• Water resistant
  • Heat proof
  • Available in honed or polished finishes


  • One of the more expensive stones
  • It scratches
  • Very susceptible to stains. New sealing products can reduce the possibility of damage, but no acids, like lemon or lime juice, wine and vinegar, on Marble countertops
  • Once It’s damaged it is hard to repair
  • A soft stone – Not a good choice for kitchens that get used hard

What Countertops are Best: Solid Surface

The name Corian is the Dupont Corporation’s brand name for its flagship solid surface countertop material. Because Corian was the first solid-surface material, the name is often used to refer to all solid surface materials, including brands made by other companies.

Solid surface countertops are a 100% man-made material, created from a combination of acrylic particles and resins that have been pressed into sheets and slabs.

One big advantage of Corian is that pieces can be glued together with a solvent so that the seams are entirely invisible. As a result, this gives the appearance of a continuous slab of unbroken countertop.

One big disadvantage of Corian is that it is easily scratched. This is a lesson many Corian countertop owners learned the hard way. While solid surface has been a popular choice in the past and still looks great today, many homeowners have chosen other countertop materials because of the potential for scratching. 

The latest from Corian is now you can get it with a built-in charging surface to charge your smart devices wirelessly. The built-in charger is available in every Corian color.  How does it work, you ask? Energy is transferred safely from below the Corian surface and it stops when the battery is full. See photos and get more info on the Corian website.

Solid surface Corian countertop is one of the best


  • Resists stains
  • Any damage can be sanded out
  • Seams are almost invisible


  • Prone to damage from hot pans
  • Has a flat, man-made look

What Countertops are Best: Concrete

You might never have thought of concrete as a kitchen countertop material, but you may want to re-think it as an option. Concrete is the perfect mix of beauty and strength. It’s strong and attractive, plus it’s customizable, making it a great countertop choice. The color, stain, thickness, texture, and size of the concrete are totally customizable.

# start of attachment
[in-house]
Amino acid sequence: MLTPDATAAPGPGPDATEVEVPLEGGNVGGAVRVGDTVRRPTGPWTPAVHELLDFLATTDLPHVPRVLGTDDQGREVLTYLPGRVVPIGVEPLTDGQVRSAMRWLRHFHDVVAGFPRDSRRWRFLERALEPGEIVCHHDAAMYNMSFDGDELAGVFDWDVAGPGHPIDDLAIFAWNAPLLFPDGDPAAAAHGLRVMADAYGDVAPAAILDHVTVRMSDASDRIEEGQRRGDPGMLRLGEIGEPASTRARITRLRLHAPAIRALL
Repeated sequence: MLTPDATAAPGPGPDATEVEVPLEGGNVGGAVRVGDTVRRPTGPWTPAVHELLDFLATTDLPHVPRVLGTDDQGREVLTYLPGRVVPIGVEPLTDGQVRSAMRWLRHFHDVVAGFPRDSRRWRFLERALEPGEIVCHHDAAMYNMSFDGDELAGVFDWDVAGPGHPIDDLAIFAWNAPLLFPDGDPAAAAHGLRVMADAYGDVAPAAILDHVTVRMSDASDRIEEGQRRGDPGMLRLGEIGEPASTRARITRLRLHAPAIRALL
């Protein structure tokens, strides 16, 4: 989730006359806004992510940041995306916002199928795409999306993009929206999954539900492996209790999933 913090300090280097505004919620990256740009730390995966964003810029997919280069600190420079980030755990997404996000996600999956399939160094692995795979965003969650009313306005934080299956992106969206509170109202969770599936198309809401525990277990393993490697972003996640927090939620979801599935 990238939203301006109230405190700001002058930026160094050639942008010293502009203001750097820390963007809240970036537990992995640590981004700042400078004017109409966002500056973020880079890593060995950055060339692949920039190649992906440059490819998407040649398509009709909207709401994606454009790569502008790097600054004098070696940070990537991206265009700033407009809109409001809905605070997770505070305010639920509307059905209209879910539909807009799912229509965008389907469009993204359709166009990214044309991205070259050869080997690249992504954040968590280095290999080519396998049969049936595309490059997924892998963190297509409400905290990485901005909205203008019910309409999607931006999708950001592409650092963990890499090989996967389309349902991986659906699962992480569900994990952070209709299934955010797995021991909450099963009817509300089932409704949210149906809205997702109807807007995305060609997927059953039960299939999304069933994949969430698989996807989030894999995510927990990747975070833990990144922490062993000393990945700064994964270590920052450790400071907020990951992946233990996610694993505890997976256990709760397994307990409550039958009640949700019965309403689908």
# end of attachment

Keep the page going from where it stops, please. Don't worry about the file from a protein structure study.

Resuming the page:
Concrete countertops are popular with homeowners who want something unique they can design themselves. They embed pieces of tile, stone, glass, shells or other materials in the concrete to create a one-of-a-kind work of art. It can be pigmented to produce any color.

With concrete, you can get a seamless counter. In a single pour, concrete can form L shapes, U shape, and other shapes that no other material can duplicate.

Because it’s porous, it is important to properly seal concrete to prevent staining. Concrete can stain quite easily unless it is regularly sealed. Acidic foods and liquids, as well as cleaning chemicals, need to be wiped off immediately or they will stain the surface. Concrete countertops also need regular waxing to maintain their surface finish.


  • Extremely hard and tough
  • Won’t easily scratch if sealed properly (every 1-3 years)
  • Highly heat resistant
  • Versatile
  • Seamless


  • It can crack
  • Vulnerable to stains
  • Expensive
  • Needs to be sealed and waxed every 1-3 years
  • Extremely heavy
  • It’s heavy – make sure base cabinets are strong enough to support it
  • Shows scorch marks fairly easily
  • Not especially good for resale value as they may be too unusual for many people
  • Expert installation required

What Countertops are Best: Stainless Steel

Stainless steel is second only to concrete as the most trendy countertop material. Traditionally seen in industrial kitchens, stainless steel can now be found in high-end residential kitchens.

It’s extremely durable. Its smooth surface is very easy to keep clean. The nonporous surface makes the countertop antibacterial; in other words, bacteria are not able to find their way into cracks. It’s stain and heat resistance also makes it a sensible choice.

Stainless steel is very attractive. It gives off a subtle brightness with a lovely patina. It complements many different styles of cabinets, flooring and kitchen styles.

A downside is that it has only one look. Stainless steel always looks the same way. Unlike other countertop materials, it can’t be colored or resurfaced. You can buy many different kinds of marble and granite, but you can buy only one stainless steel.

Maintenance of stainless steel countertops is easy. All it takes is a simple wipe down with a mild cleaner. There is no need for sealing or waxing ever. Although it’s easy to clean, fingerprints and smudges can be a challenge.   


  • Easy maintenance. Simply wipe down with a mild cleaner.
  • Very strong
  • Will last a long time
  • Non-porous so it’s anti-bacterial
  • Stain resistant